Society

Government Should Deny Offensive Trademarks

| by Nicholas Roberts
Washington Redskins helmetWashington Redskins helmet

The Supreme Court may soon hear two cases in which the federal government does not seek to register trademarks for names it considers disparaging.  The two trademarks in question belong to the Washington Redskins football team and an Asian-American band called The Slants.

Under the Lanham Act, signed into law by Congress in 1946, the U.S. Patent and Trademark Office (USPTO) currently prohibits many categories from being registered -- such as disparaging names. But this does not mean that they cannot be used or that they are denied robust legal protections, as professor Christine Farley explains in a New York Times opinion.  Federal trademark protection confers enhanced benefits and protections which unregistered trademark holders do not have, but it hardly denies the latter's right to free speech, as opponents of the USPTO's current approach claim.

However, the 70-year-old legislation is under threat, as a Federal Circuit Court decision in December 2015 held that the statutory ban on offensive trademarks was an unconstitutional violation of free speech.

While this approach has arguably led to the USPTO's ability to pick and choose among the trademarks to deem what it finds offensive, it is appropriate as a neutral approach in the current day and age.  If a firm wants to use a racial slur as its trademark, it is free to do so; the USPTO would simply be unable to issue a registration, as Farley notes.

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This is the same opinion that the USPTO has put forward in relation to the two cases.  Arguing that the Supreme Court should grant review of the cases, the USPTO said that the Federal Circuit Court, which had invalidated the statutory ban on disparaging trademarks, had overturned "longstanding federal statutory provision," according to Jones Day of Lexology.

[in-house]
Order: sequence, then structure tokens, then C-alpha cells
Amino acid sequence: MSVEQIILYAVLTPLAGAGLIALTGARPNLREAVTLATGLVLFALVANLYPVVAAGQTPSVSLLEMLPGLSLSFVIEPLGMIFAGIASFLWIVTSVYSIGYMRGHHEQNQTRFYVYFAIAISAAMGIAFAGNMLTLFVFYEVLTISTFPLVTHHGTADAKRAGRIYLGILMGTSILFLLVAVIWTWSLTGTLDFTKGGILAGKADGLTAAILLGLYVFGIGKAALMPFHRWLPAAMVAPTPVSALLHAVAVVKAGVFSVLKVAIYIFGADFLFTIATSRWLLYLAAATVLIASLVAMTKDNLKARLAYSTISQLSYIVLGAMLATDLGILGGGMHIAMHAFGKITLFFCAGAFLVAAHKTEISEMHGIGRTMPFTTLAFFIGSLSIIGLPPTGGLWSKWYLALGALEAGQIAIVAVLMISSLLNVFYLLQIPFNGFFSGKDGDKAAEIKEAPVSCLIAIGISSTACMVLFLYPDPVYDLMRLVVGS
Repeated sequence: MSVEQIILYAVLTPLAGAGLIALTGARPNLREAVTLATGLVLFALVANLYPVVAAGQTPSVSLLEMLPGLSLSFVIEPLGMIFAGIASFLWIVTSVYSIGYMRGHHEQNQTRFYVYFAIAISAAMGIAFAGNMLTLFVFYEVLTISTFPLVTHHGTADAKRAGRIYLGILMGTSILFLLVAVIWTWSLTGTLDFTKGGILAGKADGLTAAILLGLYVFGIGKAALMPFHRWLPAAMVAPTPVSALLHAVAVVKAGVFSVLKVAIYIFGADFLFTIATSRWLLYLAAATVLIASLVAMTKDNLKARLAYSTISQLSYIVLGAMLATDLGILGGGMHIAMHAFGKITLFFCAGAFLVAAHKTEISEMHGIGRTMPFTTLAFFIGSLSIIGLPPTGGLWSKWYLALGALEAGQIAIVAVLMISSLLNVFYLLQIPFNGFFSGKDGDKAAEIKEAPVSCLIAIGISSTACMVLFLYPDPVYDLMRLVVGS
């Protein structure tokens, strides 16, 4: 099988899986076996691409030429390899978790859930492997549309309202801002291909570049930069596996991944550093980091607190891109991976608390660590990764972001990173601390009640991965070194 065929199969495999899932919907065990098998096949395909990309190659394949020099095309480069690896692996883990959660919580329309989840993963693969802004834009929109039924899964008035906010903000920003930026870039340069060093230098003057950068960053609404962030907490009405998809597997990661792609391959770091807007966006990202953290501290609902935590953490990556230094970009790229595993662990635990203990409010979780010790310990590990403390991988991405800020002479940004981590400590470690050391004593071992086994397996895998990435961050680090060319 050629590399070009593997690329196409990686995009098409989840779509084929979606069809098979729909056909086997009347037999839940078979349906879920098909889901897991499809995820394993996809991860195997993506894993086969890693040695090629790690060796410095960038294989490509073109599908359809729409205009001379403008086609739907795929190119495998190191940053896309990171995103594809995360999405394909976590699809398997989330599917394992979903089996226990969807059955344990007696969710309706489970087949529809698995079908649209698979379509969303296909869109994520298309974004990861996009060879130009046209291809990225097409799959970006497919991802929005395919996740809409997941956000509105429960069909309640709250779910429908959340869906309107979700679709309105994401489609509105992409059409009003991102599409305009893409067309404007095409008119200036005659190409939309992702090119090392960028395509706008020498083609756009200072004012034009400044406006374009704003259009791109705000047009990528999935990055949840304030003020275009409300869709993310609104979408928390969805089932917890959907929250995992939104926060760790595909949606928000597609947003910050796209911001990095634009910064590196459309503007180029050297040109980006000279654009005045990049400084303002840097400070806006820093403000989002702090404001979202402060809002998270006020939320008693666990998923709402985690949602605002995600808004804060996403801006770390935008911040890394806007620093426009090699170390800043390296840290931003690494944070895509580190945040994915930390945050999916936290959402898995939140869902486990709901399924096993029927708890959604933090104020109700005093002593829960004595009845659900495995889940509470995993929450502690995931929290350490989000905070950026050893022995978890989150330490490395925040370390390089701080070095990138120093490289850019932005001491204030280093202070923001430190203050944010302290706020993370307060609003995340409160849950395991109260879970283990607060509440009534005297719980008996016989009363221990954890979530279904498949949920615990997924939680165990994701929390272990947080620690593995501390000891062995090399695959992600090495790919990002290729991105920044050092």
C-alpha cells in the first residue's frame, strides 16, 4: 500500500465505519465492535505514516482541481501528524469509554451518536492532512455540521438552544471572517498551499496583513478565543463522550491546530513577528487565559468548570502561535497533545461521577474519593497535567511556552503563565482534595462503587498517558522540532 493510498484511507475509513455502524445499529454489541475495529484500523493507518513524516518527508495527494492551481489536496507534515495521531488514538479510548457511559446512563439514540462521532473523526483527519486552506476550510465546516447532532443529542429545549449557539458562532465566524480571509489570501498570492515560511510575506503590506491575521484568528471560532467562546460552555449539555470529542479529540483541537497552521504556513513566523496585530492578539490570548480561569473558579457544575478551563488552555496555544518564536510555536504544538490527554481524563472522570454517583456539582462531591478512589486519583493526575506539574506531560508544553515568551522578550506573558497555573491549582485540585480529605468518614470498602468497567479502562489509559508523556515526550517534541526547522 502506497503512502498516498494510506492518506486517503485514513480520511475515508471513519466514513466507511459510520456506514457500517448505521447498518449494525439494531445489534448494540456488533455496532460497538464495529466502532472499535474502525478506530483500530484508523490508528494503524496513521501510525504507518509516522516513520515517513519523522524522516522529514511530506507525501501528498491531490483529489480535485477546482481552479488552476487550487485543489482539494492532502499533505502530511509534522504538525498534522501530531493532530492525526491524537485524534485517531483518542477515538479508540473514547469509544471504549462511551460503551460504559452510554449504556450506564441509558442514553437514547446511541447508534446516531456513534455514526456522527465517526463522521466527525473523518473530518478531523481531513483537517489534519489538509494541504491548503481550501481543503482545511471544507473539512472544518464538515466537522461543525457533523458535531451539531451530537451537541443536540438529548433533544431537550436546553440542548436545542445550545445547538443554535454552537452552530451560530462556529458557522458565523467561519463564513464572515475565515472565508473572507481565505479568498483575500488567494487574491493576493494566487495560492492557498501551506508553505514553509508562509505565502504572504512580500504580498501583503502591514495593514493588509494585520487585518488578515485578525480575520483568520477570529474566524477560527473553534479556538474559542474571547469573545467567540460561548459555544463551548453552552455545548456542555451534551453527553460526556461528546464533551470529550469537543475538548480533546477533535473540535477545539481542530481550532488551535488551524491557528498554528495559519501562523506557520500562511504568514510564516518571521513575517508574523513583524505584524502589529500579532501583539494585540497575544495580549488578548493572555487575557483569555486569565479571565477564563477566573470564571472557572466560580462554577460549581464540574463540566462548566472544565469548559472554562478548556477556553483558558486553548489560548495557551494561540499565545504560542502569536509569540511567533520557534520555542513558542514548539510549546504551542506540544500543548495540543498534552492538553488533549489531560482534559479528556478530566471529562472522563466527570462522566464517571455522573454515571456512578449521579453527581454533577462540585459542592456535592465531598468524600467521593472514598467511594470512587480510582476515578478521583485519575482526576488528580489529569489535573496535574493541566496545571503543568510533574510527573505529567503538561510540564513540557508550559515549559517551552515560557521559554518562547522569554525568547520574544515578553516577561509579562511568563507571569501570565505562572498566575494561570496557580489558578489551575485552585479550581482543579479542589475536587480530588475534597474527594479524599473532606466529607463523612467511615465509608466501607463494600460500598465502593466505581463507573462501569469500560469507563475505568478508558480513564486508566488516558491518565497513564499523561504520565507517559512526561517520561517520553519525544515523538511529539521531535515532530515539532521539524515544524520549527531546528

The USPTO further argued that the Constitution "does not require Congress to open the federal trademark registration system to racial epithets," and that the U.S. government's interest in declining to use its resources to encourage disparaging trademarks is in the facilitation of commerce.

It is quite possible that the Circuit Court's decision will be upheld by the Supreme Court; as Noah Smith notes in the Albuquerque Journal, free-speech protections have only grown over the past 20 years or so.

But the USPTO has a very compelling argument to make.  In 2016, the use of offensive, derogatory, or prejudiced terms and/or imagery is highly discouraged in public.  The use of an abusive or racist trademark indicates to the USPTO that the holder has some kind of personal, ideological axe to grind. Therefore, it rightly calculates that registering trademarks of this category would tie up the office's resources at the expense of individuals pursuing federal trademark protection for purely commercial reasons.

That image is complicated by the case of The Slants, whose founder, Simon Shiao Tam, gave the name to the band in order to "reclaim Asian stereotypes," rather than appealing to the phrase as a disparaging one.

Otherwise the basic argument of the USPTO is perfectly sound; unregistered trademark holders are not forbidden from using disparaging trademarks and are still offered substantial legal protections.  They just can't register with the USPTO.

Click here for the opposing view on this topic.

Sources: The New York Times, Lexology, Albuquerque Journal / Photo credit: Keith Allison/Flickr

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